Derrick McKinney grew up in West Philadelphia, in a neighborhood known as “The Bottom.” He used to wonder if he was going to make it to 21. He was part of a gang. He saw people shot and stabbed. “One day I weighed it out. I was either going to end up dead or in jail,” says McKinney, now a Community Educator.
With a start like that, McKinney knows exactly what he’s talking about when he engages with troubled teens over their problems. He’s been there. He’s been them. But you would never guess his past just by talking to this quiet, calm, friendly gentleman.
“You just have to make up your mind that one day you’re going to get out,” he says matter-of-factly. McKinney got out by joining the Air Force. He was only 17 at the time, and already a father. “I knew I needed to do something. Obviously what I was doing wasn’t working and I needed some kind of way to support a family.” It was the best thing he ever did. “I give all credit to the military,” he smiles. “They taught me about me and what I was capable of. I just had to put my mind to it.”
McKinney’s first assignment was Las Vegas, then Alaska, a place he liked so well that he stayed after he was discharged. “I love the outdoors, the mountains. Coming from the inner city and going into that kind of environment opened my eyes to what else was out there.”
McKinney went on to college to study sociology. He started working with Alaska Children’s Services while going to school, learning to understand how life was for Alaska native youth. It was a great cultural experience for McKinney as well. He tried seal oil and whale blubber. “It’s a far cry from Philly Cheese Steak,” he laughs heartily.
McKinney learned de-escalation skills that help him when talking with troubled youth. He learned how to recognize a situation that’s about to become explosive, how to stop it and make it safe. He explains that when someone is upset, it’s about their issues and has nothing to do with him. He tries to help them put things in perspective and not be judgmental.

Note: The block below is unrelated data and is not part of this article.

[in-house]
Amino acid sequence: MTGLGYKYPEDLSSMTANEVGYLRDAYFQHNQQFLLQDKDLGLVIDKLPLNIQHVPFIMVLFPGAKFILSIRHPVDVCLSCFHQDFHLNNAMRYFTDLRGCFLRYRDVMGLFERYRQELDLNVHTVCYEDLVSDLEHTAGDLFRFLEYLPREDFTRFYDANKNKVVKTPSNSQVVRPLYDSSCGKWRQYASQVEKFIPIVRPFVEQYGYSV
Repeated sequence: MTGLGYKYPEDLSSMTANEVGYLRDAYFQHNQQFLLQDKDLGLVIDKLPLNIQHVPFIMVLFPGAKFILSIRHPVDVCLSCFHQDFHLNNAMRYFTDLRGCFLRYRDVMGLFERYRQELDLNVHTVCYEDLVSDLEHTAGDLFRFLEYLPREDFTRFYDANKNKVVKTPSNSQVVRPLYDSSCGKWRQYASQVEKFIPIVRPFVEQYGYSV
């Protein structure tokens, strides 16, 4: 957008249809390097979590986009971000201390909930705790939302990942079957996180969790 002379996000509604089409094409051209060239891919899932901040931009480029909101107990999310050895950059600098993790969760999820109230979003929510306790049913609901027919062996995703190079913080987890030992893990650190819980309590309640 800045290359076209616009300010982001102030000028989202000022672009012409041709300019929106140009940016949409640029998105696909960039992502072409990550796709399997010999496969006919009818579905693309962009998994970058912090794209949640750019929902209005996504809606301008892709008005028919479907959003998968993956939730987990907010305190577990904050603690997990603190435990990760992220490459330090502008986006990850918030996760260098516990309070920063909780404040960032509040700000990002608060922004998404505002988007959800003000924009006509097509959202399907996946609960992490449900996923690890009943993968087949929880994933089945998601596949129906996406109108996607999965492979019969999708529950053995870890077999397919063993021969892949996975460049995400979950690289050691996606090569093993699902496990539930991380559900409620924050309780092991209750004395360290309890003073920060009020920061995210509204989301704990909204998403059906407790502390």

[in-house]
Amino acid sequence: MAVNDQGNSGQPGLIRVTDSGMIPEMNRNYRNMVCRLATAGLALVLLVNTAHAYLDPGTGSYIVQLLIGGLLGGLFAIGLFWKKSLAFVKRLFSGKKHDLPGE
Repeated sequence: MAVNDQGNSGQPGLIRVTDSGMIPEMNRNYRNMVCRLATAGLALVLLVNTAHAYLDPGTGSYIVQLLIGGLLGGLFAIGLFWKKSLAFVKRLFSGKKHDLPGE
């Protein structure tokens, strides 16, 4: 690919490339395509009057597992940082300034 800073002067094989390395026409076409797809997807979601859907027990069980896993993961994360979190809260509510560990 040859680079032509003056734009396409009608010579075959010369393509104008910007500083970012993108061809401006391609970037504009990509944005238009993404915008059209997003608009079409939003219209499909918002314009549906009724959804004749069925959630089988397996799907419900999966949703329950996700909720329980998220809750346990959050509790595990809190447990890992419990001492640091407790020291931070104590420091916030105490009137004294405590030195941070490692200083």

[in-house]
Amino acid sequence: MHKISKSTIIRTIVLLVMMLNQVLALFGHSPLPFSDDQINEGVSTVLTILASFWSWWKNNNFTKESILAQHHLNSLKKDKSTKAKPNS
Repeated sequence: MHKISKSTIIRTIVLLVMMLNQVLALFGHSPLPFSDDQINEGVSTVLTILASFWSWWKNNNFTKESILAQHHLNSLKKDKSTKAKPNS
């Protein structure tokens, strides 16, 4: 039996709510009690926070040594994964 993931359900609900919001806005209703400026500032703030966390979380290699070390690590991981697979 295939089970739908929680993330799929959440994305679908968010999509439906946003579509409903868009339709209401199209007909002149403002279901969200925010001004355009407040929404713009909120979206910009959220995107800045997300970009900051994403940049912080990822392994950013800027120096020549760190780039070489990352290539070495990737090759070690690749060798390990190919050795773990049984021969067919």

McKinney moved to Washington where he worked at Echo Glen Children’s Center, United Indians and with Teen Hope in Seattle, where he helped hand out donated food, clothes, soups and sandwiches to homeless kids.
One job he particularly liked was called Project Challenge. As a case manager he worked with young people who could perform community service projects to pay restitution for their crimes. “I liked the opportunity to show young people a different way and that there are other things out there,” he says. “I liked showing them how their behavior affected their community. I tried to get them out and interacting with their community to show them that it was their neighbor’s house they were breaking into so that they would really think about that.”
McKinney loves hearing stories of how he has touched lives. He tells of a woman named April who wrote on her Facebook page, “I’ll never forget the day that Derrick walked in and took me by the hand and said, ‘Let’s get you a GED.’” April now has a Bachelor degree and is a nurse.
“I got a lot of good stories,” smiles McKinney.
McKinney and his wife, Carolyn, moved to Morton in 2006. He is now a community educator and presents the National Runaway Safeline curriculum, Runaway Prevention Curriculum: Let’s Talk, a 14-part program that teaches teens alternatives to running away.
He’s also working on a book about what it really means to be a youth worker and the responsibility that entails. “It’s not summer camp, not a camp counselor kind of thing,” he says. “You’re doing things that can really have an impact on someone.” He’s always searching for ways to provide more education for people working with youth.
“My journey has been one of great reward which is why I keep doing it,” McKinney says. “You don’t get tired of it. I love it. There’s never a dull moment and working up close with young people is awesome.”
McKinney and his wife have also found home and community in Morton. “People in Morton are very kind and respectful. When I go into supermarket everyone knows me, and says, ‘Hey, how are you doing?’ It’s just nice,” he smiles.
“Whenever I meet people and tell them what I do, they often ask if I can help talk to a kid they know that is struggling, and I tell them I’m happy to do that,” says McKinney, who lives by his personal mantra, “We should seek first to understand before being understood.
If you are interested in McKinney presenting his curriculum to your group, you can give him a call at 360-304-3494 or email firstname.lastname@example.org.